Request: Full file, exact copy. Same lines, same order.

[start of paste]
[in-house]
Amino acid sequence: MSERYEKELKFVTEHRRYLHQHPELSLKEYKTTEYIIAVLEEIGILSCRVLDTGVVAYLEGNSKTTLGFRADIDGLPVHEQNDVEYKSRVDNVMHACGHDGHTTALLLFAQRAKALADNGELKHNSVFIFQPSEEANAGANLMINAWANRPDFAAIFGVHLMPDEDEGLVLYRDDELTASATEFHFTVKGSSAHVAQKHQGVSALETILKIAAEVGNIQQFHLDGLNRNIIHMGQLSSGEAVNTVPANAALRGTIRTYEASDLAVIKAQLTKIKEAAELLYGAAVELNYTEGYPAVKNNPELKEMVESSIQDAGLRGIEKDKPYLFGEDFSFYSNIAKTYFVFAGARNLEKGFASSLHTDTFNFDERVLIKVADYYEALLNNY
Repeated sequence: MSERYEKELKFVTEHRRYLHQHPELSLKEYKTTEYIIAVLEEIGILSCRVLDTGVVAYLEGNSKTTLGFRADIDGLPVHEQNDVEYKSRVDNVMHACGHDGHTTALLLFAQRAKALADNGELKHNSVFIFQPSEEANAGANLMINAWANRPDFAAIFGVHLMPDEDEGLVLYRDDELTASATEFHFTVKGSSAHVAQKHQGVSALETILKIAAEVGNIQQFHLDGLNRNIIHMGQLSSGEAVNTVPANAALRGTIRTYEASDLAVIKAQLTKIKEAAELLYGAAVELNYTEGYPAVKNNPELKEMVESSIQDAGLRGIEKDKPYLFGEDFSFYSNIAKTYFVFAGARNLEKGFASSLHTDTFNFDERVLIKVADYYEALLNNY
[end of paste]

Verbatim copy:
[in-house]
Amino acid sequence: MSERYEKELKFVTEHRRYLHQHPELSLKEYKTTEYIIAVLEEIGILSCRVLDTGVVAYLEGNSKTTLGFRADIDGLPVHEQNDVEYKSRVDNVMHACGHDGHTTALLLFAQRAKALADNGELKHNSVFIFQPSEEANAGANLMINAWANRPDFAAIFGVHLMPDEDEGLVLYRDDELTASATEFHFTVKGSSAHVAQKHQGVSALETILKIAAEVGNIQQFHLDGLNRNIIHMGQLSSGEAVNTVPANAALRGTIRTYEASDLAVIKAQLTKIKEAAELLYGAAVELNYTEGYPAVKNNPELKEMVESSIQDAGLRGIEKDKPYLFGEDFSFYSNIAKTYFVFAGARNLEKGFASSLHTDTFNFDERVLIKVADYYEALLNNY
Repeated sequence: MSERYEKELKFVTEHRRYLHQHPELSLKEYKTTEYIIAVLEEIGILSCRVLDTGVVAYLEGNSKTTLGFRADIDGLPVHEQNDVEYKSRVDNVMHACGHDGHTTALLLFAQRAKALADNGELKHNSVFIFQPSEEANAGANLMINAWANRPDFAAIFGVHLMPDEDEGLVLYRDDELTASATEFHFTVKGSSAHVAQKHQGVSALETILKIAAEVGNIQQFHLDGLNRNIIHMGQLSSGEAVNTVPANAALRGTIRTYEASDLAVIKAQLTKIKEAAELLYGAAVELNYTEGYPAVKNNPELKEMVESSIQDAGLRGIEKDKPYLFGEDFSFYSNIAKTYFVFAGARNLEKGFASSLHTDTFNFDERVLIKVADYYEALLNNY